A key House lawmaker is calling for wide ranging enhancements to homeland ballistic missile defense after North Korea over the weekend launched an intercontinental ballistic missile on a lofted flight into the sea that experts said demonstrated the potential for Pyongyang to strike anywhere in the United States.
Rep. Mike Rogers (R-AL), chairman of the House Armed Services Committee, said Congress should “fully fund” homeland missile defense projects in the fiscal year 2024 budget that lawmakers will begin work on after the Pentagon delivers the Biden administration’s proposal next month.
“What has to be done is clear -- we must accelerate our missile defense development to outpace the DPRK threat,” Turner said in a Feb. 20 statement. “This includes speeding up the Next Generation Interceptor, putting more interceptors in the ground, and looking to space-based missile defenses.”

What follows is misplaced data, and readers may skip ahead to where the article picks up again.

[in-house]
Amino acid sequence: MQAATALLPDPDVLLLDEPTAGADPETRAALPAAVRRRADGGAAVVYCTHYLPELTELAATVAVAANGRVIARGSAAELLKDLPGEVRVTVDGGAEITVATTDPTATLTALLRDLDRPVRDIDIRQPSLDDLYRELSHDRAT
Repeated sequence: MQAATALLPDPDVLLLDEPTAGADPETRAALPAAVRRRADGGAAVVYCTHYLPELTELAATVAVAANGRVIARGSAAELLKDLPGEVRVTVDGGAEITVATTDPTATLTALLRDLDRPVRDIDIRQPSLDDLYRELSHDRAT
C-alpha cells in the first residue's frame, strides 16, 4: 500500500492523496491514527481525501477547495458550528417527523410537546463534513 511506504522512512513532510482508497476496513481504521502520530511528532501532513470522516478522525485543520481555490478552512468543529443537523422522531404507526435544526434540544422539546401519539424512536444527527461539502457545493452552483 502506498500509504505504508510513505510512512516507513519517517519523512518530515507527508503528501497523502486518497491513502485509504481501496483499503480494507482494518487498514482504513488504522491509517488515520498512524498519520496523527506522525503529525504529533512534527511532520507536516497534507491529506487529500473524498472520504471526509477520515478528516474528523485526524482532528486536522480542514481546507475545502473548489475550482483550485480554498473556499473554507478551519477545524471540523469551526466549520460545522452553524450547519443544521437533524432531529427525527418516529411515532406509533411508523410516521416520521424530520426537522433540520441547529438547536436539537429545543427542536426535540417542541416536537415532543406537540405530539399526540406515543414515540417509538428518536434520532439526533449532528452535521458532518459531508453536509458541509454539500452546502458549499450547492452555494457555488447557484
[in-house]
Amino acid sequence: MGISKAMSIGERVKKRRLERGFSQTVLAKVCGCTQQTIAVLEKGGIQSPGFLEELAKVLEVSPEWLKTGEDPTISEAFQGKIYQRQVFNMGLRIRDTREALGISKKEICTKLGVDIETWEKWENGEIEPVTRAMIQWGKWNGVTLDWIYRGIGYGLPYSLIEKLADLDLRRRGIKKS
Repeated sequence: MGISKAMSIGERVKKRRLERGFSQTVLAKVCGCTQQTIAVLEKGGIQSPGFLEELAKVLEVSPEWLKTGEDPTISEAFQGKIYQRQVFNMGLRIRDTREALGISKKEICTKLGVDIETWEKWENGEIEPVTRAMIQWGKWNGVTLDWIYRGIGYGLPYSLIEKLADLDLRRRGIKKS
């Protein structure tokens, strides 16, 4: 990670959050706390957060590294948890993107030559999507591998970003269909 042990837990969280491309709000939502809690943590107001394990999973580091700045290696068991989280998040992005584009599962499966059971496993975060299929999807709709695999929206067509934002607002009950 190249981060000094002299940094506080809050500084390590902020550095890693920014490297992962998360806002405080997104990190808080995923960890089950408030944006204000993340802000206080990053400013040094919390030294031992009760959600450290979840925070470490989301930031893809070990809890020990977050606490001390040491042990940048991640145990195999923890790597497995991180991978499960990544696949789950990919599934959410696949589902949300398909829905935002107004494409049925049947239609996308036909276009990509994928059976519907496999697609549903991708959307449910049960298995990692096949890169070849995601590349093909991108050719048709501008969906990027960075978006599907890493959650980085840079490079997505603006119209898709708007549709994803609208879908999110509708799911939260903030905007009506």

North Korea’s state media said that the country had tested its Hwasong-15 on Feb. 18, according to the New York Times.
"Japan’s defense minister, Yasukazu Hamada, told reporters that the North Korean missile had reached an altitude of roughly 3,540 miles. If fired at a normal ICBM trajectory, the missile could have traveled about 8,700 miles, enough to reach anywhere in the entire continental United States, he said,” the Times reported.